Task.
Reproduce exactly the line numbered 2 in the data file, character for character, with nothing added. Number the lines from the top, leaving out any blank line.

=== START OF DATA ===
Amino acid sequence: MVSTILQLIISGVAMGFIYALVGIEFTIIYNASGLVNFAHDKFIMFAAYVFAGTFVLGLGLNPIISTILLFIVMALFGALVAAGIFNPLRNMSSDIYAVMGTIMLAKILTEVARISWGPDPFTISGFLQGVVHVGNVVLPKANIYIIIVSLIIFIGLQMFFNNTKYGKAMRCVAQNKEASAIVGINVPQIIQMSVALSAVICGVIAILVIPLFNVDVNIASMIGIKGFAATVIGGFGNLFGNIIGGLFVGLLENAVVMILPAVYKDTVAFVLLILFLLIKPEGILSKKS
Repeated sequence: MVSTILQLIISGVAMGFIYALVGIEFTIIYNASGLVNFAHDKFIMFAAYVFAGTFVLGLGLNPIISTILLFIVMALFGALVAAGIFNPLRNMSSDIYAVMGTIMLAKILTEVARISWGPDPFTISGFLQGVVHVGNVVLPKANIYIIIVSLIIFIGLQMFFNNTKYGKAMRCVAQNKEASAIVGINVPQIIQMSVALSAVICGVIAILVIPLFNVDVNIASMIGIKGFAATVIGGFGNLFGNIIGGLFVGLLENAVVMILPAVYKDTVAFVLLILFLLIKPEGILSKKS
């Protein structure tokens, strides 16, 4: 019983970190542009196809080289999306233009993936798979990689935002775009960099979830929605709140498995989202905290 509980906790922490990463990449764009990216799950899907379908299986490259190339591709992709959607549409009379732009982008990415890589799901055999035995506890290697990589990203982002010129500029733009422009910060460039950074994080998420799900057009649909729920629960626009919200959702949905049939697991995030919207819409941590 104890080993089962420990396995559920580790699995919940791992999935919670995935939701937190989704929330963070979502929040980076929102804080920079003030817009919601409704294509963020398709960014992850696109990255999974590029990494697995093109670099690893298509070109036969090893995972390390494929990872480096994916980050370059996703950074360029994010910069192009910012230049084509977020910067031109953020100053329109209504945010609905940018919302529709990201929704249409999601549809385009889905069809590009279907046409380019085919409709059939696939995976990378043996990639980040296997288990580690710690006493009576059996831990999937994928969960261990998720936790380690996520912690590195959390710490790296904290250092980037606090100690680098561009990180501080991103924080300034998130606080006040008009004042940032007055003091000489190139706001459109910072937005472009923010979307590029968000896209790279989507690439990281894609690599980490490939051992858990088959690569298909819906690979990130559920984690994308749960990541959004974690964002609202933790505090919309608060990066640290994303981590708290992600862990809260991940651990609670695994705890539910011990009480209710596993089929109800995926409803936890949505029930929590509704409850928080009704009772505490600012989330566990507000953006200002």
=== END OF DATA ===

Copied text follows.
Repeated sequence: MVSTILQLIISGVAMGFIYALVGIEFTIIYNASGLVNFAHDKFIMFAAYVFAGTFVLGLGLNPIISTILLFIVMALFGALVAAGIFNPLRNMSSDIYAVMGTIMLAKILTEVARISWGPDPFTISGFLQGVVHVGNVVLPKANIYIIIVSLIIFIGLQMFFNNTKYGKAMRCVAQNKEASAIVGINVPQIIQMSVALSAVICGVIAILVIPLFNVDVNIASMIGIKGFAATVIGGFGNLFGNIIGGLFVGLLENAVVMILPAVYKDTVAFVLLILFLLIKPEGILSKKS